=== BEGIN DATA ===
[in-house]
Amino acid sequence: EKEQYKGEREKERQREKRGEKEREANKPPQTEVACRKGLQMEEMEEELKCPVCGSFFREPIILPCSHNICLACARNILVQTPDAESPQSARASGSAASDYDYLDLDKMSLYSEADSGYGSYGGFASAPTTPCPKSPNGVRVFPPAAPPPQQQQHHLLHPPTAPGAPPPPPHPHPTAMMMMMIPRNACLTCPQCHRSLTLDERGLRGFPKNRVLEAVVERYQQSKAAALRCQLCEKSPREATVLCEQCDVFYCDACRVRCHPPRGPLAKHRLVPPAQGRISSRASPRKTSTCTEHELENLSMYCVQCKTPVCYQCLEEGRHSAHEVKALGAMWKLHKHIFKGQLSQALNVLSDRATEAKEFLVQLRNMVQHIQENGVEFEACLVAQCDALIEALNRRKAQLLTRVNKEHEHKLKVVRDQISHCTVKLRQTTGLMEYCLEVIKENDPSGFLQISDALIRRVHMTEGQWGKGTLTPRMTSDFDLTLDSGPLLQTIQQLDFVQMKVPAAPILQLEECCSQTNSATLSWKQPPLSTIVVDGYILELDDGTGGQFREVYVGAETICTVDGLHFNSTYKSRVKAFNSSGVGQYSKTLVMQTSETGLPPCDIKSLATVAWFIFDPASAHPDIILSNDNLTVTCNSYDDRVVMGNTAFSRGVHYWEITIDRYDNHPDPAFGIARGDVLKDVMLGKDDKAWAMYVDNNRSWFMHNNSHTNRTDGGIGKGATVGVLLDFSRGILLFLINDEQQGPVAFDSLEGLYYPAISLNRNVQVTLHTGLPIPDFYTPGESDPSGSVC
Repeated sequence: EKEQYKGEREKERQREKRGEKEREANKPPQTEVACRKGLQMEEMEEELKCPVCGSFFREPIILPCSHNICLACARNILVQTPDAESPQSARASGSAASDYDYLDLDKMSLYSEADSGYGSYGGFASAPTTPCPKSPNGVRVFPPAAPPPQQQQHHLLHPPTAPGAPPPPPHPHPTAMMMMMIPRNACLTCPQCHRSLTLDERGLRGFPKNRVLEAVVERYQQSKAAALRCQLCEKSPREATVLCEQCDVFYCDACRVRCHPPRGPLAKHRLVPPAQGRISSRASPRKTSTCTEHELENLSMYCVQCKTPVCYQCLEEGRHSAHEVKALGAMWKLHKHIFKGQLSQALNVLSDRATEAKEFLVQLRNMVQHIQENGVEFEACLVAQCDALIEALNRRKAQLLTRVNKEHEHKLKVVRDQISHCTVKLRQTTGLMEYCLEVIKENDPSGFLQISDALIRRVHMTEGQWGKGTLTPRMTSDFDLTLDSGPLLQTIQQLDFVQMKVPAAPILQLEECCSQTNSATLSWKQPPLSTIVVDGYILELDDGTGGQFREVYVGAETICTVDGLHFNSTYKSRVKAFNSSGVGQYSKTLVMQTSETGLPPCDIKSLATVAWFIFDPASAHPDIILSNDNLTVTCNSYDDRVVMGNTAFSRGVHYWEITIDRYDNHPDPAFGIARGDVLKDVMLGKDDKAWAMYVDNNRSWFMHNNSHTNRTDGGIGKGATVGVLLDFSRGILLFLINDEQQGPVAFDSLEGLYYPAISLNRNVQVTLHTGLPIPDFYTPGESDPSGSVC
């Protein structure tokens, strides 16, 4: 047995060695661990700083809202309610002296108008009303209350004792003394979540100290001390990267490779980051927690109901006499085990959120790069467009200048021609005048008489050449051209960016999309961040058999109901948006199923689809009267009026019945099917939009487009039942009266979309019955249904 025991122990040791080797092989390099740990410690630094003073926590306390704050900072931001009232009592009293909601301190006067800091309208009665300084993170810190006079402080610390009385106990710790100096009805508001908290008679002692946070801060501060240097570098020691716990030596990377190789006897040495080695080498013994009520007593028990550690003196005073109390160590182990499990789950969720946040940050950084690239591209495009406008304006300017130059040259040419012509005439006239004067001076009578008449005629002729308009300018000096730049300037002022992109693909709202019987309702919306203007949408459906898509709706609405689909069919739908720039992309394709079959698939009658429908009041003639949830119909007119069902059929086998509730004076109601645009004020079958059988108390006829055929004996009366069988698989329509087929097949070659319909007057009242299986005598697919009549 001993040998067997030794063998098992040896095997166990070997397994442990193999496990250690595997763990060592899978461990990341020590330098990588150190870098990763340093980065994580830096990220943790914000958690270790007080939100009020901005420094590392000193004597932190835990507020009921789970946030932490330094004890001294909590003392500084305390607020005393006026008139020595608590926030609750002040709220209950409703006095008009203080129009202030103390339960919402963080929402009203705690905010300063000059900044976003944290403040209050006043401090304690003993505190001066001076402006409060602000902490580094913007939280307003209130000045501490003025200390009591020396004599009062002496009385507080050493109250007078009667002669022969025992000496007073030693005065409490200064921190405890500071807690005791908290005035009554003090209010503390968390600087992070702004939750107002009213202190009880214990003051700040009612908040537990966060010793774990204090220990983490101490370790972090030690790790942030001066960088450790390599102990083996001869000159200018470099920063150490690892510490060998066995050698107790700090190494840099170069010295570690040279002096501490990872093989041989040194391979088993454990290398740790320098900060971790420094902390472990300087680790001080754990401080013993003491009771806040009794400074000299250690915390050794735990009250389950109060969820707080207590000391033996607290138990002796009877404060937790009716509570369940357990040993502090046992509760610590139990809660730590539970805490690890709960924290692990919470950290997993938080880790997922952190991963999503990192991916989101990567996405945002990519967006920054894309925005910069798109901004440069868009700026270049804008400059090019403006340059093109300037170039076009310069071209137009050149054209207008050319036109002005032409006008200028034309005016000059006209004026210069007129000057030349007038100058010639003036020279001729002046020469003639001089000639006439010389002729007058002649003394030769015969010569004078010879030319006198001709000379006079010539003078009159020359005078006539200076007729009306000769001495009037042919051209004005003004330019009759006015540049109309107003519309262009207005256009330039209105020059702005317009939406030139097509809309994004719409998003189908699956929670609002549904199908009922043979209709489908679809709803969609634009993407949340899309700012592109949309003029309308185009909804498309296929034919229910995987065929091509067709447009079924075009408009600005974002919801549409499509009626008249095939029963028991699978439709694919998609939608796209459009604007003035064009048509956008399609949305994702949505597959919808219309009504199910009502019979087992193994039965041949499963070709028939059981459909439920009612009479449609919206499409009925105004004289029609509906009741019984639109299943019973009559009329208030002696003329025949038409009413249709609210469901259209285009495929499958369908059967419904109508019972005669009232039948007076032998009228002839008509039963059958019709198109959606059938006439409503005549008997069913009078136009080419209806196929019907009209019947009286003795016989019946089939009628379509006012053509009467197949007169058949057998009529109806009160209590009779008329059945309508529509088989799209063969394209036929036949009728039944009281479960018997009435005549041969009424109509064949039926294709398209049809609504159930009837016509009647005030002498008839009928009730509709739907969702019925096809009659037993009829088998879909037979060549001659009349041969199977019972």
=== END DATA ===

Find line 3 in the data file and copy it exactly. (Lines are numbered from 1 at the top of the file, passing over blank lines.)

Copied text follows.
Repeated sequence: EKEQYKGEREKERQREKRGEKEREANKPPQTEVACRKGLQMEEMEEELKCPVCGSFFREPIILPCSHNICLACARNILVQTPDAESPQSARASGSAASDYDYLDLDKMSLYSEADSGYGSYGGFASAPTTPCPKSPNGVRVFPPAAPPPQQQQHHLLHPPTAPGAPPPPPHPHPTAMMMMMIPRNACLTCPQCHRSLTLDERGLRGFPKNRVLEAVVERYQQSKAAALRCQLCEKSPREATVLCEQCDVFYCDACRVRCHPPRGPLAKHRLVPPAQGRISSRASPRKTSTCTEHELENLSMYCVQCKTPVCYQCLEEGRHSAHEVKALGAMWKLHKHIFKGQLSQALNVLSDRATEAKEFLVQLRNMVQHIQENGVEFEACLVAQCDALIEALNRRKAQLLTRVNKEHEHKLKVVRDQISHCTVKLRQTTGLMEYCLEVIKENDPSGFLQISDALIRRVHMTEGQWGKGTLTPRMTSDFDLTLDSGPLLQTIQQLDFVQMKVPAAPILQLEECCSQTNSATLSWKQPPLSTIVVDGYILELDDGTGGQFREVYVGAETICTVDGLHFNSTYKSRVKAFNSSGVGQYSKTLVMQTSETGLPPCDIKSLATVAWFIFDPASAHPDIILSNDNLTVTCNSYDDRVVMGNTAFSRGVHYWEITIDRYDNHPDPAFGIARGDVLKDVMLGKDDKAWAMYVDNNRSWFMHNNSHTNRTDGGIGKGATVGVLLDFSRGILLFLINDEQQGPVAFDSLEGLYYPAISLNRNVQVTLHTGLPIPDFYTPGESDPSGSVC